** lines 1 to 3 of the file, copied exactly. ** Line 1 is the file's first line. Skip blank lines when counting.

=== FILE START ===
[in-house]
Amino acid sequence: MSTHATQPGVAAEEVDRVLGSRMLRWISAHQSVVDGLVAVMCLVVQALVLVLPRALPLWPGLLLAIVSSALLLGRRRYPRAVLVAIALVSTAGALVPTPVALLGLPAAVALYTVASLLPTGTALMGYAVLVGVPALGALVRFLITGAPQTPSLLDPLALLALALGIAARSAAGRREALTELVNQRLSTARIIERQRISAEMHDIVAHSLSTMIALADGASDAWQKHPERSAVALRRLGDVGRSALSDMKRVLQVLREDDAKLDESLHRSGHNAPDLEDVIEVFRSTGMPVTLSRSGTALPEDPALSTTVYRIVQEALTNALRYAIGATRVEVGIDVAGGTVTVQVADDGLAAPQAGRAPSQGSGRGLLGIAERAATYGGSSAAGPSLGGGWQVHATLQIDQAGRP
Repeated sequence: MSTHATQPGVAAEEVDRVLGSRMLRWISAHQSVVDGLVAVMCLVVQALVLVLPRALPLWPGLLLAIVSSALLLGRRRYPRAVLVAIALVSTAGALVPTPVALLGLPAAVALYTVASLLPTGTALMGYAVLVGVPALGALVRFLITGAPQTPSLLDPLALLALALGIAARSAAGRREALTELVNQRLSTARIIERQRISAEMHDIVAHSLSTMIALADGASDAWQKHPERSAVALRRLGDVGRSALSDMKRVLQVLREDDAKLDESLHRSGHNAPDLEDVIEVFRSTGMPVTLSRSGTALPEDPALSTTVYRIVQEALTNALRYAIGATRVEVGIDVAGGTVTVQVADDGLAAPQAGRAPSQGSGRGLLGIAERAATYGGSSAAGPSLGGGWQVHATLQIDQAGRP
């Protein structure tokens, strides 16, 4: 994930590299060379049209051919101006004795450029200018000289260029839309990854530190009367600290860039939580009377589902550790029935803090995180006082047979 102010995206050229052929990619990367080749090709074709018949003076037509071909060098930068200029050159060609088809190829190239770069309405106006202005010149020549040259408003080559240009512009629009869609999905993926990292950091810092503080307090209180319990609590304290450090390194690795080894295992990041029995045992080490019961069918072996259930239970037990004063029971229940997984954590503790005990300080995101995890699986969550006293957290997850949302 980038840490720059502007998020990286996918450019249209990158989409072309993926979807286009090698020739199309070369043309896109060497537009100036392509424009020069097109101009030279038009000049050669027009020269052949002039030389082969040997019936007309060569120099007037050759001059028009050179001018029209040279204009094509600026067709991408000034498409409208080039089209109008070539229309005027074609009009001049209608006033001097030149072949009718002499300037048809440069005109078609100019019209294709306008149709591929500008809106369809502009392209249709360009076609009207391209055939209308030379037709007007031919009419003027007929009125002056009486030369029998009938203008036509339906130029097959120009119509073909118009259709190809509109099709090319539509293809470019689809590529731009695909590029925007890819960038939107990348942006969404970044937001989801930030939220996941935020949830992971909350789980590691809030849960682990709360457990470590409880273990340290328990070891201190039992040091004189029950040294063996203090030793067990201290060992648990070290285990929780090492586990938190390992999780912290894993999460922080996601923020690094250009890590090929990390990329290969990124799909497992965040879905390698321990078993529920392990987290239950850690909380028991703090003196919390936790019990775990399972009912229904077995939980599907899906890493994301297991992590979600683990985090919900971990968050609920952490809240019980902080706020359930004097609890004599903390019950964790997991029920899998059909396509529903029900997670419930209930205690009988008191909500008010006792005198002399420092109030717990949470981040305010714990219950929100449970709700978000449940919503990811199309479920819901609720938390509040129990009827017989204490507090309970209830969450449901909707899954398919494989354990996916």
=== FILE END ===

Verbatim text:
[in-house]
Amino acid sequence: MSTHATQPGVAAEEVDRVLGSRMLRWISAHQSVVDGLVAVMCLVVQALVLVLPRALPLWPGLLLAIVSSALLLGRRRYPRAVLVAIALVSTAGALVPTPVALLGLPAAVALYTVASLLPTGTALMGYAVLVGVPALGALVRFLITGAPQTPSLLDPLALLALALGIAARSAAGRREALTELVNQRLSTARIIERQRISAEMHDIVAHSLSTMIALADGASDAWQKHPERSAVALRRLGDVGRSALSDMKRVLQVLREDDAKLDESLHRSGHNAPDLEDVIEVFRSTGMPVTLSRSGTALPEDPALSTTVYRIVQEALTNALRYAIGATRVEVGIDVAGGTVTVQVADDGLAAPQAGRAPSQGSGRGLLGIAERAATYGGSSAAGPSLGGGWQVHATLQIDQAGRP
Repeated sequence: MSTHATQPGVAAEEVDRVLGSRMLRWISAHQSVVDGLVAVMCLVVQALVLVLPRALPLWPGLLLAIVSSALLLGRRRYPRAVLVAIALVSTAGALVPTPVALLGLPAAVALYTVASLLPTGTALMGYAVLVGVPALGALVRFLITGAPQTPSLLDPLALLALALGIAARSAAGRREALTELVNQRLSTARIIERQRISAEMHDIVAHSLSTMIALADGASDAWQKHPERSAVALRRLGDVGRSALSDMKRVLQVLREDDAKLDESLHRSGHNAPDLEDVIEVFRSTGMPVTLSRSGTALPEDPALSTTVYRIVQEALTNALRYAIGATRVEVGIDVAGGTVTVQVADDGLAAPQAGRAPSQGSGRGLLGIAERAATYGGSSAAGPSLGGGWQVHATLQIDQAGRP